Though Biscoe's camp claims to be ahead, based on the results of at least one poll floating around last week, there have been attempts to knock Biscoe off his lead pedestal. According to documents dropped off at the Chronicle office (both Bristol and Peck Young insist the drop-off wasn't their doing), Biscoe's five-year stint as general counsel at the Department of Agriculture was marred by the suspension of his law license -- an action that grew out of a malpractice claim on a case Biscoe handled in private practice. During the year-and-a-half suspension that began in 1984, Biscoe said, he was reassigned to special assistant under Hightower -- a job that did not require a law license -- and that when the suspension lifted he regained his general counsel post. "I admitted wrongdoing and I paid my dues," said Biscoe. "I'm older and wiser now." Biscoe added that he has since let his license lapse voluntarily, opting out of practicing law in order to devote himself full time to county commissioner, a position he held for eight years before resigning in November.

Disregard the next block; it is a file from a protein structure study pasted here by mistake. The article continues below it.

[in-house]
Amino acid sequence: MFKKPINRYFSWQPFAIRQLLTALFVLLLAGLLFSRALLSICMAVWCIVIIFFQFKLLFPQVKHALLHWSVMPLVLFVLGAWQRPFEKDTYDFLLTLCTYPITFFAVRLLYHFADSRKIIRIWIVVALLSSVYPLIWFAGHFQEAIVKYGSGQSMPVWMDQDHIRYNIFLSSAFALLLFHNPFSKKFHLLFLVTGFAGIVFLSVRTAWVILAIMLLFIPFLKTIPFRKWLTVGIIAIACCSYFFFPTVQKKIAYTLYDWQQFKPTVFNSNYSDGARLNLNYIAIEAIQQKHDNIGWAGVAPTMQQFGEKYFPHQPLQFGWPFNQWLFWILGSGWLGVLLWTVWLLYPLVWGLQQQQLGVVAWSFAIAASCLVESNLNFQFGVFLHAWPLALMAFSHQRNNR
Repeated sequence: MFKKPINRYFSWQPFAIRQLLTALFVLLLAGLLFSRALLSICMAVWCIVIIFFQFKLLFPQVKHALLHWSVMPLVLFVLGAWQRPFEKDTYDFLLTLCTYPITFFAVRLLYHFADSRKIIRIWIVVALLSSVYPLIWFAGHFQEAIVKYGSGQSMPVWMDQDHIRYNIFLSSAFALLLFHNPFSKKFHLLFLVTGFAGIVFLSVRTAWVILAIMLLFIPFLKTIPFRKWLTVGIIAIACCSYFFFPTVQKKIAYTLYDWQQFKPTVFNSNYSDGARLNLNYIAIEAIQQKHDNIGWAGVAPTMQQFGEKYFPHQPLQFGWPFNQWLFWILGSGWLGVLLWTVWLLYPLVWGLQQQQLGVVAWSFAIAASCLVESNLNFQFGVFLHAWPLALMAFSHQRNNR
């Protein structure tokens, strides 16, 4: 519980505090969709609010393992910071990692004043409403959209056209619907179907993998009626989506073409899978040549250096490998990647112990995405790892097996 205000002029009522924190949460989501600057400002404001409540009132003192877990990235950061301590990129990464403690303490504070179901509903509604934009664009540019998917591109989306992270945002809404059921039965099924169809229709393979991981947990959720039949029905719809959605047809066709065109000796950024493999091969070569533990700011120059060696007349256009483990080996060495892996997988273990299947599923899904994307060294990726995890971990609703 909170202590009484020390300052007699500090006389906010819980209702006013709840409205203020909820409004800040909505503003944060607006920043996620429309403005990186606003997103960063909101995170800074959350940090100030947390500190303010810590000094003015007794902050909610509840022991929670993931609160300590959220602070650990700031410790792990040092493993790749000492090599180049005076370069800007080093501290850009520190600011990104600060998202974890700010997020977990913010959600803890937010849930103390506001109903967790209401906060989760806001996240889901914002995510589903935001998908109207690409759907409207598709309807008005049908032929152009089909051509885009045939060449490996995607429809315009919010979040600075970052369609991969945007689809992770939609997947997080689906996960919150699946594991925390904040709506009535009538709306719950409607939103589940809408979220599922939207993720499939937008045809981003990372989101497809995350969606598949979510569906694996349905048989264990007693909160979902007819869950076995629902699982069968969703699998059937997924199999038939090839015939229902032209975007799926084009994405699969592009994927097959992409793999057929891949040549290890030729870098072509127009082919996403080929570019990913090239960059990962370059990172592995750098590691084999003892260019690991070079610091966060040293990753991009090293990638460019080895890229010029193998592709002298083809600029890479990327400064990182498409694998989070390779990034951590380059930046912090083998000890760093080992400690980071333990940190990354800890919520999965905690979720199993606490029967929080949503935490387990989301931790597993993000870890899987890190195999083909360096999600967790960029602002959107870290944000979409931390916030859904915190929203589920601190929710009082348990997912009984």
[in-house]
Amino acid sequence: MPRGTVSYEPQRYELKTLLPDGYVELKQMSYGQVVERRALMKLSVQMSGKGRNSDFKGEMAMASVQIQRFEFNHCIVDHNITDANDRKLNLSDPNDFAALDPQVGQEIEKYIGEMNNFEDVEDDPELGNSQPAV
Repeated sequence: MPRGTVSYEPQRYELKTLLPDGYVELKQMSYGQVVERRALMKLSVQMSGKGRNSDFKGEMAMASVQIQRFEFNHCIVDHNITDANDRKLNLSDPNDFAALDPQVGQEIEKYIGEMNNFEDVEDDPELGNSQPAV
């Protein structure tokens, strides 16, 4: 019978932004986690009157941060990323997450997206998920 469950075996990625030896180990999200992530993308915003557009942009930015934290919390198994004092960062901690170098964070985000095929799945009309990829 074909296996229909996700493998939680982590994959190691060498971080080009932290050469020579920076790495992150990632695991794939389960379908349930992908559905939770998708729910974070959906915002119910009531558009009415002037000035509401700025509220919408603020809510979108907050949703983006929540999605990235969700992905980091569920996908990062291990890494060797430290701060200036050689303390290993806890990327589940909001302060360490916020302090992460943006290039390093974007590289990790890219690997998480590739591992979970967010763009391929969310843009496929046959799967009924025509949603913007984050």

One particularly strong bit of leverage Biscoe can claim in this race is his "no" vote against the controversial decision to give himself and his fellow commissioners a 12% pay raise. Bristol voted for the raise. Biscoe hasn't spent much time dwelling on the pay raise at candidates' forums, and that low-key approach seems to be working in his favor.

While some Democrats and most enviros have been boo-hooing over the lack of progressive vision in the race, one thing they can't complain about is the fear that a Republican could settle into the county judge's seat. Biscoe and Bristol have stirred up enough excitement in the race to diminish any concerns (or hope, depending on one's point of view) in that area. The two GOP contenders for the job are former Democratic commissioner Hank Davis Gonzalez, 59, and Dewayne Naumann, 41, a title insurance examiner. For all intents and purposes, though, this is strictly a B&B contest -- Bristol v. Biscoe -- with the winner in the Democratic primary expected to go on to win handily in November.